Monday 9 November 2020

Remembering Arthur Harris from Camborne


Remembrance Sunday 2020 brought some fresh news of events of 100 years ago.

The great niece of one of the men who joined the Royal Army Medical Corps (RAMC) under Dr William Blackwood in 1914 came forward with information about Arthur Harris, her great uncle, who was sadly killed on 8 July 1917.

Arthur, a miner, was one of the men from Camborne and Redruth who joined Dr Blackwood in the RAMC after war broke out. These men were in St John Ambulance teams at the mines.  Dr Blackwood  - a popular local figure - had helped to train them so that they could provide much-needed emergency medical care there when needed.

After signing up, the men became part of the RAMC’s 25th Field Ambulance, a unit made up of about 250 men from Cornwall and Devon.

In September they left Camborne for the Western Front. They trained on Salisbury Plain then camped in Winchester with the rest of Kitchener’s Army before embarking for Le Havre on 4 November 1914.

They first headed for Estaires in northern France where they were stationed for the first 15 months of the war, engaged in the Battle of Neuve Chapelle and Aubers Ridge. The following year they travelled south to the Somme then in 1917 back to Belgium for the terrible battle of Passchendaele.

Passchendaele was one of the most horrific and bloody battles of World War One and Arthur Harris sadly lost his life at the start of it.

Passchendaele is notorious for the number of men who died. It is also remembered for the conditions in which men fought – the seas of mud that were created by the endless (and unexpected) rainfall that fell that July.  Men fought and died in the mud: many drowned in the mud and their bodies were never recovered.

Arthur Harris died on 8 July 1917, a few days after the battle started. He was not the only man in the 25th Field Ambulance to die that month.  The unit had gone through the Battle of Neuve Chapelle and then the Somme with little loss of life.

But at Passchendaele, their luck turned.

On 7 July 1917, Oliver Allen, a young gardener from Porthleven, was killed. His father J.R. Allen back home was a fish buyer and curer.

The following day Arthur Harris was killed and his grave is close to Oliver Allen’s in Menin Road South Military Cemetery. Here's some footage of the cemetery from December 2019. Men were buried where they fell. The busy road nearby leads down to the Menin Gate in Ypres.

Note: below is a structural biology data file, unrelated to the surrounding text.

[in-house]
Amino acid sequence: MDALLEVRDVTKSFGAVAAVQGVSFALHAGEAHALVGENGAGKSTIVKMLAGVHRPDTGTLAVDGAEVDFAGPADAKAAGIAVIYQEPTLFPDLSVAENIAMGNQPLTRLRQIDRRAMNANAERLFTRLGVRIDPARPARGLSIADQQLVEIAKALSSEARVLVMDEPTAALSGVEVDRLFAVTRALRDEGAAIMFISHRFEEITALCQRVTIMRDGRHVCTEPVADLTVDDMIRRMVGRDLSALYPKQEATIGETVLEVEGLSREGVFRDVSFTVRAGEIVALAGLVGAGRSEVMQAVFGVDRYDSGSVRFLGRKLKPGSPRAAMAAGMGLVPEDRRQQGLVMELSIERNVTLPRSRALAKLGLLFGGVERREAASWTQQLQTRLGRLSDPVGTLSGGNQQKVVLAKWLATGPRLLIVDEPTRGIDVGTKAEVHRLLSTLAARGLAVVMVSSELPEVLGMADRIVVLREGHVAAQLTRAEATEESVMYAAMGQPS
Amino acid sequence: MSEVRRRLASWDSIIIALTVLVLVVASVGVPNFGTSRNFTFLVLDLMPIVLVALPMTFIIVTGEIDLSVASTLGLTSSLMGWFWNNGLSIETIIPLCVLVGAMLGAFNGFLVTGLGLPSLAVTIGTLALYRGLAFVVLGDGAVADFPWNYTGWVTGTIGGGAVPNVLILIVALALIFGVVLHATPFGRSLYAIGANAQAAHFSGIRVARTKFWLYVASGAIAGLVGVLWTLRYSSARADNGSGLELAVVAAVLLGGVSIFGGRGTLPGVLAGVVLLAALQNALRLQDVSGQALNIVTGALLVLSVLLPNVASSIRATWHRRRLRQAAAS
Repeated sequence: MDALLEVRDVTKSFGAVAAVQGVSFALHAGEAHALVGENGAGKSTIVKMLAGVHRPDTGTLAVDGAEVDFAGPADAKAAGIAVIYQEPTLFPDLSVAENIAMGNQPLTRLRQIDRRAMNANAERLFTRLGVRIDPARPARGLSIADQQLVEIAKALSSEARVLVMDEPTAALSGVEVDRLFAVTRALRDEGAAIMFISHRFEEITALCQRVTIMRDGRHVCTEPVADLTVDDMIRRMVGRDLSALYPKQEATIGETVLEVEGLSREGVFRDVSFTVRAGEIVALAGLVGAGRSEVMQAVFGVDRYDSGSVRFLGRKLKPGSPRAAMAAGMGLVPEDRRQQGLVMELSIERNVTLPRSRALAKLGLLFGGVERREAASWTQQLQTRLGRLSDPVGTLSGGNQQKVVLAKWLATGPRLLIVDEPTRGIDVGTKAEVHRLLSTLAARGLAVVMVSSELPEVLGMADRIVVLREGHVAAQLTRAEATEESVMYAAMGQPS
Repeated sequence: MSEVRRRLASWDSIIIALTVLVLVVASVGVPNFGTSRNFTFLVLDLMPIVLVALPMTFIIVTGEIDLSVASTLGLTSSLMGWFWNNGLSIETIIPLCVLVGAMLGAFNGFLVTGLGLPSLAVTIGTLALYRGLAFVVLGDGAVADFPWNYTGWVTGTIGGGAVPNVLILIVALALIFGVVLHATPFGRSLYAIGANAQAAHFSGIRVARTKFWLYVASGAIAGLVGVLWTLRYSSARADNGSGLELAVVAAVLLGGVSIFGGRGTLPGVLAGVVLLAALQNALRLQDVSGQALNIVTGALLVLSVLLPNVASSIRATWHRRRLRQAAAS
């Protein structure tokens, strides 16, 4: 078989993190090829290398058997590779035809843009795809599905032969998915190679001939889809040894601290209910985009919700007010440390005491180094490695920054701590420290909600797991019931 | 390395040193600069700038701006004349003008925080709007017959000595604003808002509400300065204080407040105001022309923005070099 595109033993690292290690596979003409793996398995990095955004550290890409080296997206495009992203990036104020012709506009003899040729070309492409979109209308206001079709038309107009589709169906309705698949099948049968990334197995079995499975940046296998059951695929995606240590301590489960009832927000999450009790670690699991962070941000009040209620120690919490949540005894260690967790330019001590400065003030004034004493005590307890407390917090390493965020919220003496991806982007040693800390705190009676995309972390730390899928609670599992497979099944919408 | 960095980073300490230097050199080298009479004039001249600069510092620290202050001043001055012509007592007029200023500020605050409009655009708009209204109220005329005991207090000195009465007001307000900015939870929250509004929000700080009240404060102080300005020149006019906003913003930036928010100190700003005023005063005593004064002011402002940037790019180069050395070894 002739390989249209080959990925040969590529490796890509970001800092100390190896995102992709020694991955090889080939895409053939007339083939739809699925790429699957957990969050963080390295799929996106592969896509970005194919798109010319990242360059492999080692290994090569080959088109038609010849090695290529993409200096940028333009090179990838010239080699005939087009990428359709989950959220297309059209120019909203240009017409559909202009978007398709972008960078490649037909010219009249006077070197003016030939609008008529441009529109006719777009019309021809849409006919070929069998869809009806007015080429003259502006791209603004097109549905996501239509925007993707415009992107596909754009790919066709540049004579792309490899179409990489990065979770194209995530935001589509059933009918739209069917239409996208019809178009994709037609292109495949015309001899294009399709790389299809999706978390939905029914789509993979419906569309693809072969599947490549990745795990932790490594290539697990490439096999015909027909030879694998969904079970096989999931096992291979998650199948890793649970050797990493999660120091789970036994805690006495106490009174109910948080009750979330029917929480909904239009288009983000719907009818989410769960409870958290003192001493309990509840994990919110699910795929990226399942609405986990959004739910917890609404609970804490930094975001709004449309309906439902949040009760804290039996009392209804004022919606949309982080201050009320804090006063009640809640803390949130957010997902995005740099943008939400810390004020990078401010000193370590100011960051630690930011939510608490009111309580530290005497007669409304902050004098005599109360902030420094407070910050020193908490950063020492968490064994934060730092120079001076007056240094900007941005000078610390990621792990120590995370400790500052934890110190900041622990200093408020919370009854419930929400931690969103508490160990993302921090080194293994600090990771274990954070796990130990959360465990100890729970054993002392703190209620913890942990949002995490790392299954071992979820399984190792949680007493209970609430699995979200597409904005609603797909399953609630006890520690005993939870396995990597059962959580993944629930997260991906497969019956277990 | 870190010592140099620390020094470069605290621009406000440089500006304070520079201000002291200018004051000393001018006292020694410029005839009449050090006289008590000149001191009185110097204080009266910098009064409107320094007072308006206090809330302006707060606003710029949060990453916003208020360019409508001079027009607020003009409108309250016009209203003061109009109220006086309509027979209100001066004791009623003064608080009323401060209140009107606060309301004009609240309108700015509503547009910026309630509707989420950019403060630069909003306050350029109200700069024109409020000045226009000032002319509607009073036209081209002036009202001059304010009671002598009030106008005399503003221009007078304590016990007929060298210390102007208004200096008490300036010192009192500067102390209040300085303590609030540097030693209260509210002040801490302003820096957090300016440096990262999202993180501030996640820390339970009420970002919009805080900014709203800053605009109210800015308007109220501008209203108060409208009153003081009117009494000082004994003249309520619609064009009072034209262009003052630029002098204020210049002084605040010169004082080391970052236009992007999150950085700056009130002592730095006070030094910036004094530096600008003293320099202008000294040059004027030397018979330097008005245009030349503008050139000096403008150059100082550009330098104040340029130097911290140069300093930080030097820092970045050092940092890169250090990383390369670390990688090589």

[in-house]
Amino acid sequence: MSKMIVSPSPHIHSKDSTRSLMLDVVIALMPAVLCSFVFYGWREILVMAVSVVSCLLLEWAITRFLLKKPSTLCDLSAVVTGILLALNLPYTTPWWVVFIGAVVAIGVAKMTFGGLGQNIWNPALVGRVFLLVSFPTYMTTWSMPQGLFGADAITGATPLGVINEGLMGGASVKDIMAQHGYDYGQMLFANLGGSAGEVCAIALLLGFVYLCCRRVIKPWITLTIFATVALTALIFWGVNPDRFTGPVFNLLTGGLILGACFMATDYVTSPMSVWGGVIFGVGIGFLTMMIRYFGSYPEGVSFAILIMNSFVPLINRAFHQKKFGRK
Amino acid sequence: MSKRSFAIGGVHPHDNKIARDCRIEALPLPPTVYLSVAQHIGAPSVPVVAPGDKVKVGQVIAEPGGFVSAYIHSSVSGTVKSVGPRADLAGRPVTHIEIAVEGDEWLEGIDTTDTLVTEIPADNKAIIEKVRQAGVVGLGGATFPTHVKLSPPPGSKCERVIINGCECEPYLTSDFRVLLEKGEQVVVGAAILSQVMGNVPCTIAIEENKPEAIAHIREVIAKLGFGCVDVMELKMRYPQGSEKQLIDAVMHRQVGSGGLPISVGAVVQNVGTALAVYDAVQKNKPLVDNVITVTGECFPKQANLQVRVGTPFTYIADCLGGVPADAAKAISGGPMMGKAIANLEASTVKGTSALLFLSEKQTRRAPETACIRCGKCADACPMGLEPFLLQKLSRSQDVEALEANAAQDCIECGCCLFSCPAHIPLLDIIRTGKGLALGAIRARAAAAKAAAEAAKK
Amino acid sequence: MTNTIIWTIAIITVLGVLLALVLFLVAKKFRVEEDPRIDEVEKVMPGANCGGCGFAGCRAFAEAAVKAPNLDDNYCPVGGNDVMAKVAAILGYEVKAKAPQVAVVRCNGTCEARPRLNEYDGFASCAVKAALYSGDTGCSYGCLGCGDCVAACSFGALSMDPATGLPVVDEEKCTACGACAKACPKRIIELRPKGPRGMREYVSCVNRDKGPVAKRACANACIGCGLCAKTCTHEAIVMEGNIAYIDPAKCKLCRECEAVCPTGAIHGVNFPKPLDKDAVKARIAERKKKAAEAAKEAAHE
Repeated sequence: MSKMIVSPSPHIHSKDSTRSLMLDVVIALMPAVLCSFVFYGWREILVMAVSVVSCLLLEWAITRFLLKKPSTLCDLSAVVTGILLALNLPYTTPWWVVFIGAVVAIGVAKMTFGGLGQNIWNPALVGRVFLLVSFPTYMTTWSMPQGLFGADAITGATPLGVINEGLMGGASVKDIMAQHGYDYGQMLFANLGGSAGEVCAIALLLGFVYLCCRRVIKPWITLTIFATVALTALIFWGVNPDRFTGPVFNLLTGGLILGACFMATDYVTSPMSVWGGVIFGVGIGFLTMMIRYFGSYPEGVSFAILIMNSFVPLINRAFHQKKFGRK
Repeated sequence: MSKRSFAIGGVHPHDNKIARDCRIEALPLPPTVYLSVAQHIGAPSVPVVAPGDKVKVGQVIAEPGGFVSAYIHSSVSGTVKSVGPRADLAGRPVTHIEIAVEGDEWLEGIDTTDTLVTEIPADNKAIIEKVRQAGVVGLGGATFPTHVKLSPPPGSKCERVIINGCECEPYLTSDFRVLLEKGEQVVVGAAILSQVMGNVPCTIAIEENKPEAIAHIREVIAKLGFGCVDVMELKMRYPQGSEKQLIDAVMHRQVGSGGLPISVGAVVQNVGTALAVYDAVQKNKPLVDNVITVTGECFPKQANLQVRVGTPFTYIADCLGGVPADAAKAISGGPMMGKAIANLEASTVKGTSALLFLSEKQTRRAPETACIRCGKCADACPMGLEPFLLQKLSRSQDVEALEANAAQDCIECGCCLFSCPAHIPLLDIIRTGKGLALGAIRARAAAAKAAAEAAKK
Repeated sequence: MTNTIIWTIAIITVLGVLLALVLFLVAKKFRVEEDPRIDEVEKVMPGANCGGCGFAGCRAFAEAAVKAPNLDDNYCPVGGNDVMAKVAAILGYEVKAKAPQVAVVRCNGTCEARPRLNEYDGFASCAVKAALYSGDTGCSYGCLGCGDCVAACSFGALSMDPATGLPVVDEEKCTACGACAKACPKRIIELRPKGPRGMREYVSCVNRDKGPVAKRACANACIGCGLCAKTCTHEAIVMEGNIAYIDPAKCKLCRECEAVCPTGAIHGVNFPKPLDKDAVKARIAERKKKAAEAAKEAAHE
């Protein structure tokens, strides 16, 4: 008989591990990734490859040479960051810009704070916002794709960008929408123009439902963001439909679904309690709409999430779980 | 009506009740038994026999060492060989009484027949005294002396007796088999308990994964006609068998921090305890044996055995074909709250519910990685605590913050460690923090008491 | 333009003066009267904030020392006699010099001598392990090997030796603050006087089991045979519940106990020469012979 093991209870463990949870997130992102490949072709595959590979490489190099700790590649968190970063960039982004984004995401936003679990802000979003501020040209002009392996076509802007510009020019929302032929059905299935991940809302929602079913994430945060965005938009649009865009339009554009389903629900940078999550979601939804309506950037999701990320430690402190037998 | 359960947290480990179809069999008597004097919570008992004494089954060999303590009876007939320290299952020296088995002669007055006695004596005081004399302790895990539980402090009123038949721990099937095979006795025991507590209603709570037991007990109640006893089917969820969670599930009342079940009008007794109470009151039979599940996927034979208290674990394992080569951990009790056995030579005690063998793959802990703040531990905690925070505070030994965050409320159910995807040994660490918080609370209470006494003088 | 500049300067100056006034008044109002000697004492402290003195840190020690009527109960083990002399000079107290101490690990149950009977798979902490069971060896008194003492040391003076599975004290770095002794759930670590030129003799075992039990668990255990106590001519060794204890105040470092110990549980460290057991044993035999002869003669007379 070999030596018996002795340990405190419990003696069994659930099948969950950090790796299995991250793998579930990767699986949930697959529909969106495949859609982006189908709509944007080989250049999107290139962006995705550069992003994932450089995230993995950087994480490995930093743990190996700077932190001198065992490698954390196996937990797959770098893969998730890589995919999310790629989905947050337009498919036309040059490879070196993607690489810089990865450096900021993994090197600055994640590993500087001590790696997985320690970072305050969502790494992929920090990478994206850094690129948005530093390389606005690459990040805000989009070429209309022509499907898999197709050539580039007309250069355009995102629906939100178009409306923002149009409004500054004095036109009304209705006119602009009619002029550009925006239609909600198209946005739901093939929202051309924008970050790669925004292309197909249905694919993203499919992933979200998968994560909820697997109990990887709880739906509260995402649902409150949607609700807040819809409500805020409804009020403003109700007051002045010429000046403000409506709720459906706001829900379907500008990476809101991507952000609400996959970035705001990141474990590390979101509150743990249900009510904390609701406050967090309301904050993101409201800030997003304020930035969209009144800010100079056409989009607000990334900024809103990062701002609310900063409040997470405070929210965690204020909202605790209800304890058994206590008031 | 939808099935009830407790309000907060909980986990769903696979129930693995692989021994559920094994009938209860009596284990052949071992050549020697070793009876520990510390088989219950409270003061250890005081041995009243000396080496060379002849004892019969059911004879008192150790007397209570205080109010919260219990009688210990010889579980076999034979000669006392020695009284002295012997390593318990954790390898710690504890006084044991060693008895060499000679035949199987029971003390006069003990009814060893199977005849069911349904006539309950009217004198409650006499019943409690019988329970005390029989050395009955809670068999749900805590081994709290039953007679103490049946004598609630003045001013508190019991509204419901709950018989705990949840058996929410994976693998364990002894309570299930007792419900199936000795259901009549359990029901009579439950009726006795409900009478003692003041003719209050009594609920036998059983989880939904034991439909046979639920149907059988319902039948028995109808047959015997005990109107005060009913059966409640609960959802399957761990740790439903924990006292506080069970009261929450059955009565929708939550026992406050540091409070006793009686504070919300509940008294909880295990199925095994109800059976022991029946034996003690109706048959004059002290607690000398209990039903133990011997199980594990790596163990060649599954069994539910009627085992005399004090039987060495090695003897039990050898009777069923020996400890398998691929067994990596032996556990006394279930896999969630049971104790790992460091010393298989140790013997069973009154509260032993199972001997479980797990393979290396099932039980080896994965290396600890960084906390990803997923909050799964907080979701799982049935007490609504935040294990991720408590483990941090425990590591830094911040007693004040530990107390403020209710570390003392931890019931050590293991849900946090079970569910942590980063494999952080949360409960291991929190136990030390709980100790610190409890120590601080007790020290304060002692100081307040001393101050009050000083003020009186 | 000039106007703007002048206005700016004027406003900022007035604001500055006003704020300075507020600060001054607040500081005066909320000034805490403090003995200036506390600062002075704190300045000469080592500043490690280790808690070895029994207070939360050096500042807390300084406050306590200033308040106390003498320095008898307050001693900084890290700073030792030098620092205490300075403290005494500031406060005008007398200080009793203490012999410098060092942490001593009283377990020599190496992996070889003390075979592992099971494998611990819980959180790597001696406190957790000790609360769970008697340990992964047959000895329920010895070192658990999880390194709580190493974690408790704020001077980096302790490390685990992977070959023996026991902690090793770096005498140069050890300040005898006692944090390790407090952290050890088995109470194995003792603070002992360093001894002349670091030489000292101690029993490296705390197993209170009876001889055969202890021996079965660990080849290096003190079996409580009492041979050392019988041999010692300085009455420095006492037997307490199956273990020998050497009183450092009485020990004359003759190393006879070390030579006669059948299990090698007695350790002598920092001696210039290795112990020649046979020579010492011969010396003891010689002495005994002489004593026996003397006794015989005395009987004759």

Thanks to Arthur's great niece, Elaine Haddon, we now know a bit of his background.  He was born in Beacon and in 1911 living in Union Street, Camborne.

Several of the men in the 25th Field Ambulance were originally from Beacon – friends perhaps from childhood.

Other west country men in the 25th Field Ambulance who died that month were Private S. Walters (age unknown) of Plymouth who died on 30 July of his wounds;  and on 31 July 1917 Private William Cooper (age and birthplace unknown),  Private John Evans of Exeter and Private S.G. Martin of Plymouth were killed.

Laying a wreath on Dr Blackwood's grave in Camborne


Remembrance Sunday 2020: laying a wreath on the grave of Dr William Blackwood in Camborne - a World War One hero by anyone's standards.  Click here to watch.

In 1914 Dr Blackwood led a group of local miners out to the Western Front. They served throughout the war in the 25th Field Ambulance (Royal Army Medical Corps). Dr Blackwood ended the war as a Lieutenant Colonel and was awarded the Distinguished Service Order (DSO) with a bar. In WW1, 9,881 DSOs were awarded but only 768 with an extra bar.

We researched Dr Blackwood and Cornish World War One history as part of our project Heart of Conflict.

Tuesday 3 November 2020

Remembering great bravery

A local doctor made a passionate speech on a cold winter’s day in December 1920 when the War Memorial was unveiled in the village of Praze, west Cornwall, in memory of the 23 young men from the parish of Crowan who died in World War One. 
This was Dr. William Blackwood of Camborne who had led a party of local men to the Western Front in 1914 and served there in the Royal Army Medical Corps throughout the four years of war. With his men he saw the most terrible battles of a terrible war – including Neuve Chapelle, the Somme and Passchendaele.
Blackwood urged the large crowd in Praze on 15 December 1920 to remember the sacrifice of those from Crowan who had fallen. He would have been wearing his Distinguished Service Order (DSO) with a Bar. In the whole of World War One, 9,881 DSOs were awarded but only 768 with a Bar.
Blackwood ended the war as a Lieutenant Colonel. But despite these significant military honours, he went straight back to his practice as a doctor in Camborne when the conflict ended.

His modest grave is in Camborne graveyard, a simple inscription on the headstone: ‘His Duty Done’.
In the church hangs the banner of the Old Contemptibles (WW1 veterans) branch he founded.

This Remembrance Day, poppies will be laid on his grave in memory of his great bravery and inspirational leadership by the grandchildren of some of the men he led to France and Belgium.

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